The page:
Wouldn’t it be nice if we could use the same headlines for today’s ads? Attention all fat people. Freedom of press right? Not so much in today’s “police” society, I’m thinking. Someone would sue and, most likely, win.

    And that bust plunger thingey – my goodness. I wonder if a toilet plunger and some vaseline would have the same effect. Someone needs to give that a try and let us all know how it works.

    As always, great stuff, Kathy. And nice commentary from Jenny as well.

    Patricia Rickrode
    w/a Jansen Schmidt


  11. I just love your historical posts, Kathy! It’s like going back in time with a brilliant gal pal (hmm… sounds accurate! ;)). Can you imagine if I gave Girl Boner tips back then? I’d have to go undercover — could be fun! 😀


  12. Debra Eve says:

    LOL! You know those breast enhancement creams and devices? They were still around in the 1970s. I remember seeing them advertised in the back of women’s magazines. And did I miss the post on 19th c. undies? Thought for sure we’d see that here. 🙂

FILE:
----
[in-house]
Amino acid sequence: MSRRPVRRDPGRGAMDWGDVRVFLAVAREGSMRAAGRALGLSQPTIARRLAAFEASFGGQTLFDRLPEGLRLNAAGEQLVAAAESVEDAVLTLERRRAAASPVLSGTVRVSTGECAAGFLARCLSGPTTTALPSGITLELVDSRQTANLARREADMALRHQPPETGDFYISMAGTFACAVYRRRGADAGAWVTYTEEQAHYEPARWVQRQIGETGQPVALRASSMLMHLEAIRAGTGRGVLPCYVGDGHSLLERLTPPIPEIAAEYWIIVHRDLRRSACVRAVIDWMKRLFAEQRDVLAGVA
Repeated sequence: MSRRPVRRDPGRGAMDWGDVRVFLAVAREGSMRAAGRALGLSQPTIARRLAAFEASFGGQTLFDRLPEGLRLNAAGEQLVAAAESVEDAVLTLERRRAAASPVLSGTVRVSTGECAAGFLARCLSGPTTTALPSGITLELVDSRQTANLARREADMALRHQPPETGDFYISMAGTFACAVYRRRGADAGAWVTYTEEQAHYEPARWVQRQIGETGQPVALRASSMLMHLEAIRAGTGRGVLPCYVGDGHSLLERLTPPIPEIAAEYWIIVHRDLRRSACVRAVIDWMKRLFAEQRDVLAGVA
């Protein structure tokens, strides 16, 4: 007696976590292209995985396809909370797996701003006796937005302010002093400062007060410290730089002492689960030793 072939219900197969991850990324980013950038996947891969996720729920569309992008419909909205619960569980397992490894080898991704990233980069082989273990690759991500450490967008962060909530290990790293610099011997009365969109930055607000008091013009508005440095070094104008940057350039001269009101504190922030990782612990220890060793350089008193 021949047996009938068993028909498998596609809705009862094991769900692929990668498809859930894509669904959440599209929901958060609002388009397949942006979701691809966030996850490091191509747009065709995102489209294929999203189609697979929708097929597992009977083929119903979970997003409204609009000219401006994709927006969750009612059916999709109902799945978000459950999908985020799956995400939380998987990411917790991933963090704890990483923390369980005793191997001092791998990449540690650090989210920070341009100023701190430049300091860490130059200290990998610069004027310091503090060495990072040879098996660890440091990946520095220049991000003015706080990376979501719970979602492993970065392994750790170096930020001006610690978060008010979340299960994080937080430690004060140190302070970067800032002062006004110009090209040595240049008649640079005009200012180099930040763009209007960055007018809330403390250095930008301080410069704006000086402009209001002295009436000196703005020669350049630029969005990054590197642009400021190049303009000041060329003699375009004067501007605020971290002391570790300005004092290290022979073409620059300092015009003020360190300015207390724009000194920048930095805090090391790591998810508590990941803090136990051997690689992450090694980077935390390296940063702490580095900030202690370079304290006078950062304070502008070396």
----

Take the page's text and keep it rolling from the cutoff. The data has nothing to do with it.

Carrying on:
Loved Concordia’s last outing, Kathy, and on my way to buy this one right now!


  13. Ah yes, Jenny and Kathy. Many of these torturous enhancements lived for generations before Revlon found more expensive ways to tempt us into thinking there was something we could use to be “prettier.”

    Talking about in the day. I grew up when they tortured kids with “mustard plasters” and made kids swallow a spoon of Vicks.

    Much success to Condordia 🙂


  14. Cory Imhof says:

    Niff, I love this blog!! One of my Top 10 faves! Concordia is a fantastic character.


  15. The Regular Guy NYC says:

    I love reading all the old ads and seeing all these crazy products they had way back when. Snake oil salesmen and quackery for sure! Fun post to read. I follow KB’s blog and it’s always interesting and well written!